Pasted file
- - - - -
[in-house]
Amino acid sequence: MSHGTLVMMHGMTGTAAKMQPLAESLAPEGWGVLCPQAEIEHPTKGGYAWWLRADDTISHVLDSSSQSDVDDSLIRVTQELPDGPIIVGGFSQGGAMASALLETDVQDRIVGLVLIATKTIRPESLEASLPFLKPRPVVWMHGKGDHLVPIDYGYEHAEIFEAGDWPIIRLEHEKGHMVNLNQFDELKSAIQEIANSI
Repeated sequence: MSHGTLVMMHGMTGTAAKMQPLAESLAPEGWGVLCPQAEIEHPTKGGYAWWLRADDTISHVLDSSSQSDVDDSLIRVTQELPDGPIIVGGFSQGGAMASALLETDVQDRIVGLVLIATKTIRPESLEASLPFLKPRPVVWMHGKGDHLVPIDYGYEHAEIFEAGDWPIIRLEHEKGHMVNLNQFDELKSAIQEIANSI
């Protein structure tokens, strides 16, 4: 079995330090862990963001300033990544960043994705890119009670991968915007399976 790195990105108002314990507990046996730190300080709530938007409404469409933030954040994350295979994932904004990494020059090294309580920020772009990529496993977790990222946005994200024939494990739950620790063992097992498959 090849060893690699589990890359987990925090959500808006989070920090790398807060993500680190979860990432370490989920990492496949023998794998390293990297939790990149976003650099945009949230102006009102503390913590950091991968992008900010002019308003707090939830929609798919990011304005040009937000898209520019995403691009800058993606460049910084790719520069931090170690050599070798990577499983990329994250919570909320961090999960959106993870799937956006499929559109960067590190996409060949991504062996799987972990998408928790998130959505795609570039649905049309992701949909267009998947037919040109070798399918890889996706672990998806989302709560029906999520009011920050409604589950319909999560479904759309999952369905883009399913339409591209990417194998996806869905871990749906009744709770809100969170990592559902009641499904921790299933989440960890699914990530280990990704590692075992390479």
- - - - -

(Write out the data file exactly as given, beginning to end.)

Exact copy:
[in-house]
Amino acid sequence: MSHGTLVMMHGMTGTAAKMQPLAESLAPEGWGVLCPQAEIEHPTKGGYAWWLRADDTISHVLDSSSQSDVDDSLIRVTQELPDGPIIVGGFSQGGAMASALLETDVQDRIVGLVLIATKTIRPESLEASLPFLKPRPVVWMHGKGDHLVPIDYGYEHAEIFEAGDWPIIRLEHEKGHMVNLNQFDELKSAIQEIANSI
Repeated sequence: MSHGTLVMMHGMTGTAAKMQPLAESLAPEGWGVLCPQAEIEHPTKGGYAWWLRADDTISHVLDSSSQSDVDDSLIRVTQELPDGPIIVGGFSQGGAMASALLETDVQDRIVGLVLIATKTIRPESLEASLPFLKPRPVVWMHGKGDHLVPIDYGYEHAEIFEAGDWPIIRLEHEKGHMVNLNQFDELKSAIQEIANSI
């Protein structure tokens, strides 16, 4: 079995330090862990963001300033990544960043994705890119009670991968915007399976 790195990105108002314990507990046996730190300080709530938007409404469409933030954040994350295979994932904004990494020059090294309580920020772009990529496993977790990222946005994200024939494990739950620790063992097992498959 090849060893690699589990890359987990925090959500808006989070920090790398807060993500680190979860990432370490989920990492496949023998794998390293990297939790990149976003650099945009949230102006009102503390913590950091991968992008900010002019308003707090939830929609798919990011304005040009937000898209520019995403691009800058993606460049910084790719520069931090170690050599070798990577499983990329994250919570909320961090999960959106993870799937956006499929559109960067590190996409060949991504062996799987972990998408928790998130959505795609570039649905049309992701949909267009998947037919040109070798399918890889996706672990998806989302709560029906999520009011920050409604589950319909999560479904759309999952369905883009399913339409591209990417194998996806869905871990749906009744709770809100969170990592559902009641499904921790299933989440960890699914990530280990990704590692075992390479």